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NASA Inspects $4.1 Billion Artemis I Moon Rocket for Hurricane Damage

NASA pushed back the launch of the Artemis I moon mission due to the intense storm.

Massive SLS rocket with Orion capsule on top is atop a crawler-transporter arriving at Florida launchpad on a cloudy morning.
Artemis I returned to the launchpad earlier this month.
NASA/Joel Kowsky

Artemis I can't catch a break. NASA's much delayed, uncrewed round-the-moon mission faced a new obstacle ahead of its launch. Hurricane Nicole reached Florida early on Thursday morning packing high winds. NASA preemptively announced a delay in the launch, pushing it from Nov. 14 to Nov. 16 to allow time for post-storm inspections and repairs.

Nicole was downgraded to a tropical storm after making landfall just south of Vero Beach. Artemis I is sitting on launchpad 39B at the Kennedy Space Center near Orlando, about 80 miles (130 kilometers) north of Vero Beach. 

High winds were the biggest worry. The rocket is designed to weather winds of up to 74 knots (85 mph/137 kph) while on the pad. NASA associate administrator Jim Free tweeted an update on Thursday saying wind sensors at the pad registered peak wind gusts up to 71 knots (82 mph/131 kph).

According to Free, initial camera inspections showed minor damage to Artemis I, including loose caulk and tears in weather coverings. In another update on Friday, Free said NASA will make minor repairs and continue preparing the rocket for launch.   

NASA made the call on Sunday evening to leave Artemis I on the pad, calling it the safest option for the launch hardware. 

"Adjusting the target launch date will allow the workforce to tend to the needs of their families and homes, and provide sufficient logistical time to get back into launch status following the storm," the agency said. A "ride-out" team of employees stayed at Kennedy Space Center during the storm to monitor conditions.

NASA rolled Artemis I -- which consists of the massive Space Launch System rocket and an Orion spacecraft capsule on top -- back to the launchpad last week after having tucked it away in its giant garage for safekeeping during Hurricane Ian in late September.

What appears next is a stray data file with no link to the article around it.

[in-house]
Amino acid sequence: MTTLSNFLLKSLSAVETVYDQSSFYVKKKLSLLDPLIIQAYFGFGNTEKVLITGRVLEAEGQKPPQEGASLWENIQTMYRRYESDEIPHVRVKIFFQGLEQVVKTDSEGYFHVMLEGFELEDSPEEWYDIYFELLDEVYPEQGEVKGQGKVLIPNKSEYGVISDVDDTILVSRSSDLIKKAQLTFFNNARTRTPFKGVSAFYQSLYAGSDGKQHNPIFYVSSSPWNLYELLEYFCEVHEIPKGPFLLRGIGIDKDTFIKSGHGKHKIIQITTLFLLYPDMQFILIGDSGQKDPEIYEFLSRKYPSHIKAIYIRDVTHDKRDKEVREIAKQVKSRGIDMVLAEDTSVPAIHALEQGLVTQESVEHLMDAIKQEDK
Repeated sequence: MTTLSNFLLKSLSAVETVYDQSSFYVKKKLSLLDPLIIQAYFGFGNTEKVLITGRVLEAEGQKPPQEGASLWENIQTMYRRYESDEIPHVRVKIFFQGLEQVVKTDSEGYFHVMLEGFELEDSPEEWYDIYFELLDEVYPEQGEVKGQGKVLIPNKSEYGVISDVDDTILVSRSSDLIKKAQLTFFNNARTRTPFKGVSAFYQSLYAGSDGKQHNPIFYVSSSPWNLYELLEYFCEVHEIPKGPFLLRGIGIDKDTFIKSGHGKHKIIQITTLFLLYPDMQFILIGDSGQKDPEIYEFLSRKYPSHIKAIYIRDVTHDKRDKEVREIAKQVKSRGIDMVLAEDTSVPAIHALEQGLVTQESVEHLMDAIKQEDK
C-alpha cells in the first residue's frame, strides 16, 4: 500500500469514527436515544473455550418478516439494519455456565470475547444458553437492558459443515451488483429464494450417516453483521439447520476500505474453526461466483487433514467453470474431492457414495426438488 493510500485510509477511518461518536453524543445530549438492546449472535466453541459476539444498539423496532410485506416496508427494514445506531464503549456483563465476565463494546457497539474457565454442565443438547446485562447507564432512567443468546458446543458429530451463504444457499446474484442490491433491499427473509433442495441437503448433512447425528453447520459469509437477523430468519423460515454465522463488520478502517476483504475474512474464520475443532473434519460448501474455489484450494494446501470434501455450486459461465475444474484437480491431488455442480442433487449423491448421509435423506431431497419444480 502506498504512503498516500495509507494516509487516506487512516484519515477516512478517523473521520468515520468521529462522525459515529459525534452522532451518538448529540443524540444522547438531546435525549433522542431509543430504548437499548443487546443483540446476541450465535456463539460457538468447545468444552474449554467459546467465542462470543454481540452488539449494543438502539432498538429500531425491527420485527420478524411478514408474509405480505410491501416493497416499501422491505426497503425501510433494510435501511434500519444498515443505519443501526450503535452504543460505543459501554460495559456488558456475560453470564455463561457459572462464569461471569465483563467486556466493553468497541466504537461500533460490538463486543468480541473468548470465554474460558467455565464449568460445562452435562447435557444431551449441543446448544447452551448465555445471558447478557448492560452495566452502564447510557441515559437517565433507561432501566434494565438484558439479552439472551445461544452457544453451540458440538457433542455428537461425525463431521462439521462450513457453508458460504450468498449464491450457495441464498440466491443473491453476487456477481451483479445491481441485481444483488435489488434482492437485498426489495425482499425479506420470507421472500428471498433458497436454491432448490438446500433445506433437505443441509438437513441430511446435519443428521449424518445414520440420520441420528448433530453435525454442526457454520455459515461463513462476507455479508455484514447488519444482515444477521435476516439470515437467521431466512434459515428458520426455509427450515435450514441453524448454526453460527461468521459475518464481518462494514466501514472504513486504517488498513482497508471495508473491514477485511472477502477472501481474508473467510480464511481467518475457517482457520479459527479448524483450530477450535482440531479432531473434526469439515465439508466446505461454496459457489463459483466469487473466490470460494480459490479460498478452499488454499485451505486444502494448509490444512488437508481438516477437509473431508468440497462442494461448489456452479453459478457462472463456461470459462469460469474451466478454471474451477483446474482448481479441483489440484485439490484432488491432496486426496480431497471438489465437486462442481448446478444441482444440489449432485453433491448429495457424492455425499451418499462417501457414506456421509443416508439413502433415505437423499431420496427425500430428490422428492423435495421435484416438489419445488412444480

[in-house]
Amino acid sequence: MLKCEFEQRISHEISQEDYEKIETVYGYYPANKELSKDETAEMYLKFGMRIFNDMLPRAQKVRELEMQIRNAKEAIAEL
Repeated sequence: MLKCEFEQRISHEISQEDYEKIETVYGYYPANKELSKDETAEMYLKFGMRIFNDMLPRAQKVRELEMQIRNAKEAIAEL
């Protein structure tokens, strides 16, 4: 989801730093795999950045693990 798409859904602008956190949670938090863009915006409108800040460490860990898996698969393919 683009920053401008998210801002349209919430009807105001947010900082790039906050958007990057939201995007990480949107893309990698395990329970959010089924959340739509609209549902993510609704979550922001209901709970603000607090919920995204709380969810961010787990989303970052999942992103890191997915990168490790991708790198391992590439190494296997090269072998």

NASA's Office of Inspector General, an oversight group, has estimated the cost (PDF) of a single Artemis launch at $4.1 billion (£3.5 billion/AU$6.3 billion), so leaving Artemis I outside represents an expensive gamble. In preparation, NASA powered down components of SLS and Orion, secured hatches and checked for any nearby debris that could go flying.   

Teams will assess and prepare Artemis I now the storm has passed. The new two-hour launch window will open at 1:04 a.m. ET on Nov. 16 (10:04 p.m. PT on Nov. 15). There is a backup launch window available on Nov. 19 if the rocket isn't ready to go on the earlier date. 

Artemis I is the first big step in NASA's attempt to return humans to the surface of the moon. There will be no astronauts on board, but the space agency wants to show the rocket system and spacecraft are ready to safely carry humans to our lunar neighbor.

There are still some unknowns at this point. Was anything major damaged? How long will repairs take? The hope was for Artemis I to emerge from the storm intact and ready for launch, but it's too soon to know if NASA will hit the revised launch date.